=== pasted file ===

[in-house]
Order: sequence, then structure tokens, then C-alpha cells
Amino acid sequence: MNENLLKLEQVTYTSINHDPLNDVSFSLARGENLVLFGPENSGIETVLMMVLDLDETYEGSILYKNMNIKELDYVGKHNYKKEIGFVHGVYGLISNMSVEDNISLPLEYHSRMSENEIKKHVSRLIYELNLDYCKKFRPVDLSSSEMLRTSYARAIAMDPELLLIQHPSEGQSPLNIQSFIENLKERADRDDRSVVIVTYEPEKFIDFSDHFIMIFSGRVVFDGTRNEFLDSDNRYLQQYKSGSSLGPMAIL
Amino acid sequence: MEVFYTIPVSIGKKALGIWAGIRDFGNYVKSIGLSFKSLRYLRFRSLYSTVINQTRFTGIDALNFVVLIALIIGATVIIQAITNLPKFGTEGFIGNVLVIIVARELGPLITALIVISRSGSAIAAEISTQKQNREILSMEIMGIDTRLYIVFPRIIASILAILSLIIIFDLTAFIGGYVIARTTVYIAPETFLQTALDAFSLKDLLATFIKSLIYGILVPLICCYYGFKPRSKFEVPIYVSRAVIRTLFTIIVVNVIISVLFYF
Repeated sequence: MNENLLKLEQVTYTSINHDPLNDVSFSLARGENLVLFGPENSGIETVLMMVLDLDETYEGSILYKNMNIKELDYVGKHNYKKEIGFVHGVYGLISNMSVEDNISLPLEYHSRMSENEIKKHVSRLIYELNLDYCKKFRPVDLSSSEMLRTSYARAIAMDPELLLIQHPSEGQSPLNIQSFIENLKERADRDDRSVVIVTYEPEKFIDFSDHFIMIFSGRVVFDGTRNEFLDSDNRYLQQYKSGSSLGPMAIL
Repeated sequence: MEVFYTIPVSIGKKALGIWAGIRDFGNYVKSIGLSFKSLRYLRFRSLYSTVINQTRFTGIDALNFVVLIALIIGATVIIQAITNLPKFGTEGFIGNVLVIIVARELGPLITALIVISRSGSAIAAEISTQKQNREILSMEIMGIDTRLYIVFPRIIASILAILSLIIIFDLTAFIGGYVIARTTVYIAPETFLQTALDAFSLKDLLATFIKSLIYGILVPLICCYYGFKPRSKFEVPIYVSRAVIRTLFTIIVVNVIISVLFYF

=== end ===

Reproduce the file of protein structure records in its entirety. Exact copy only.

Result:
[in-house]
Order: sequence, then structure tokens, then C-alpha cells
Amino acid sequence: MNENLLKLEQVTYTSINHDPLNDVSFSLARGENLVLFGPENSGIETVLMMVLDLDETYEGSILYKNMNIKELDYVGKHNYKKEIGFVHGVYGLISNMSVEDNISLPLEYHSRMSENEIKKHVSRLIYELNLDYCKKFRPVDLSSSEMLRTSYARAIAMDPELLLIQHPSEGQSPLNIQSFIENLKERADRDDRSVVIVTYEPEKFIDFSDHFIMIFSGRVVFDGTRNEFLDSDNRYLQQYKSGSSLGPMAIL
Amino acid sequence: MEVFYTIPVSIGKKALGIWAGIRDFGNYVKSIGLSFKSLRYLRFRSLYSTVINQTRFTGIDALNFVVLIALIIGATVIIQAITNLPKFGTEGFIGNVLVIIVARELGPLITALIVISRSGSAIAAEISTQKQNREILSMEIMGIDTRLYIVFPRIIASILAILSLIIIFDLTAFIGGYVIARTTVYIAPETFLQTALDAFSLKDLLATFIKSLIYGILVPLICCYYGFKPRSKFEVPIYVSRAVIRTLFTIIVVNVIISVLFYF
Repeated sequence: MNENLLKLEQVTYTSINHDPLNDVSFSLARGENLVLFGPENSGIETVLMMVLDLDETYEGSILYKNMNIKELDYVGKHNYKKEIGFVHGVYGLISNMSVEDNISLPLEYHSRMSENEIKKHVSRLIYELNLDYCKKFRPVDLSSSEMLRTSYARAIAMDPELLLIQHPSEGQSPLNIQSFIENLKERADRDDRSVVIVTYEPEKFIDFSDHFIMIFSGRVVFDGTRNEFLDSDNRYLQQYKSGSSLGPMAIL
Repeated sequence: MEVFYTIPVSIGKKALGIWAGIRDFGNYVKSIGLSFKSLRYLRFRSLYSTVINQTRFTGIDALNFVVLIALIIGATVIIQAITNLPKFGTEGFIGNVLVIIVARELGPLITALIVISRSGSAIAAEISTQKQNREILSMEIMGIDTRLYIVFPRIIASILAILSLIIIFDLTAFIGGYVIARTTVYIAPETFLQTALDAFSLKDLLATFIKSLIYGILVPLICCYYGFKPRSKFEVPIYVSRAVIRTLFTIIVVNVIISVLFYF